“The center has many options to reach the second round. In Colombia, unlike most Latin American countries, the left has never ruled because it is strongly linked to the guerrillas. Yes, it is much less likely that the right wing will reach the presidency because the country -after Duque’s presidency- is tired and has undergone a very strong stage of social protest “adds Amaya.
Shifter, however, prefers to nuance the left and right labels in the region: “Lula is more likely to win in Brazil than Petro to win in Colombia, but that does not mean that Latin America is effectively moving to the left. In those countries there is a rejection of the government in office. Duque, for example, has a low level of support and Bolsonaro does too, especially due to the mismanagement of the pandemic. Many people are not enthusiastic about Lula coming back, but they would vote for him because he has a better chance of defeating Bolsonaro. So you have to qualify these situations in each country ”.
From Mexico, the international analyst Aribel Contreras considers that the shift to the left is the result of exhaustion and inequity in the distribution of wealth. “There are more and more poor people, and the pandemic greatly affected the business sector and generated more unemployment. However, it is also the result of a misrepresentation of what the neoliberal model supposes ”.
For Contreras, leftist governments blame neoliberalism for the increase in poverty. “The reason why there are more poor people is because there is more corruption, because we see more populists who abuse the deficiencies in the majority electoral base, and because there are increasingly less prepared leaders in office.”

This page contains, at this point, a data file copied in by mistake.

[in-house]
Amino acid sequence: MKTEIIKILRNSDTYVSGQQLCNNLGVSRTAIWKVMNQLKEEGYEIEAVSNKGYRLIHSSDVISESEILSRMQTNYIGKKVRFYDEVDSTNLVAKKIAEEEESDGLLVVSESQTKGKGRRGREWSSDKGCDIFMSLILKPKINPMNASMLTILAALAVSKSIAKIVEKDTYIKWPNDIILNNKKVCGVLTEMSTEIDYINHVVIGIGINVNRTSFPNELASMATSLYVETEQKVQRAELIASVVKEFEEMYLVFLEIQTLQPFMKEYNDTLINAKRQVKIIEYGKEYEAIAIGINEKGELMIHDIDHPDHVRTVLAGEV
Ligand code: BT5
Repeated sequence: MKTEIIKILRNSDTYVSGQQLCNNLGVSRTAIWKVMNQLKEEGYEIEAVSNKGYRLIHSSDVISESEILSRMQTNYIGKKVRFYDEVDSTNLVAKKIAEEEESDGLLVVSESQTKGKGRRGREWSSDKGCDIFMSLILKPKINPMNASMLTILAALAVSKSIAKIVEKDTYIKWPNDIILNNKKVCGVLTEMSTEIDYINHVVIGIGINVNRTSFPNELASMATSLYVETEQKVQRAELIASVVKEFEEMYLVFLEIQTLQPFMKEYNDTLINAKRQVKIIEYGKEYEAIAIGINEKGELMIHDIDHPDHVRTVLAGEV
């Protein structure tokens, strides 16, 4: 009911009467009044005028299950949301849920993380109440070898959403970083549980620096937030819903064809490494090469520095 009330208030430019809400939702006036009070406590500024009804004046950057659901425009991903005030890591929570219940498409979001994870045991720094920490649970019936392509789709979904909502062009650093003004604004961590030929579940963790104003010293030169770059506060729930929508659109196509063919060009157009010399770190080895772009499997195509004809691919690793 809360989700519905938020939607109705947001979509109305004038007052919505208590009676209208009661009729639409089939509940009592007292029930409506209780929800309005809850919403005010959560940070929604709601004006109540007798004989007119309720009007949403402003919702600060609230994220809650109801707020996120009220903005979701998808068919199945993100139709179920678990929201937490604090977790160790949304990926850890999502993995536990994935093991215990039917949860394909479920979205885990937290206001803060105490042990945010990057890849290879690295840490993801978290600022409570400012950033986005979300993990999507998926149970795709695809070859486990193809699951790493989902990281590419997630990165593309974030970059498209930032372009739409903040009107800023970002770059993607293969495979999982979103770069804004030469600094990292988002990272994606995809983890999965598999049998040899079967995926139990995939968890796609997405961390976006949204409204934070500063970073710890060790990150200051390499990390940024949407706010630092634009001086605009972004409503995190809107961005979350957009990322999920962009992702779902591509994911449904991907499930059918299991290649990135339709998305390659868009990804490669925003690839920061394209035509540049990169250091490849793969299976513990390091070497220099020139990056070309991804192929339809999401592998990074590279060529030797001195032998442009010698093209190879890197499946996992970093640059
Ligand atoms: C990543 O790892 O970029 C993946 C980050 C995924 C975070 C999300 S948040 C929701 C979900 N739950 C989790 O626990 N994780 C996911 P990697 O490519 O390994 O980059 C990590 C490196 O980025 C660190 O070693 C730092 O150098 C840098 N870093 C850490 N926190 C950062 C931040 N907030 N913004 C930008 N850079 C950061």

If we talk about the left, the recent election of Gabriel Boric in Chile It is raising expectations about what will happen in the country after one of the most polarized elections in its history.
“Many of the analysts agree that there is uncertainty because it is not very clear what the Boric government will be like. And the most important question is what role will he assume within his government, since the Boric before the first round showed a tendency much more to the left, while there was a shift towards the second round, when it approached the center-left. . Besides, he doesn’t control Congress. “Amaya says, for whom the fundamental thing will be to meet the head of the Ministry of Economy. “This is going to be key because Chile had an important economic recovery, but it is going to slow down. The election of his Minister of Finance will define how Boric will manage his government ”.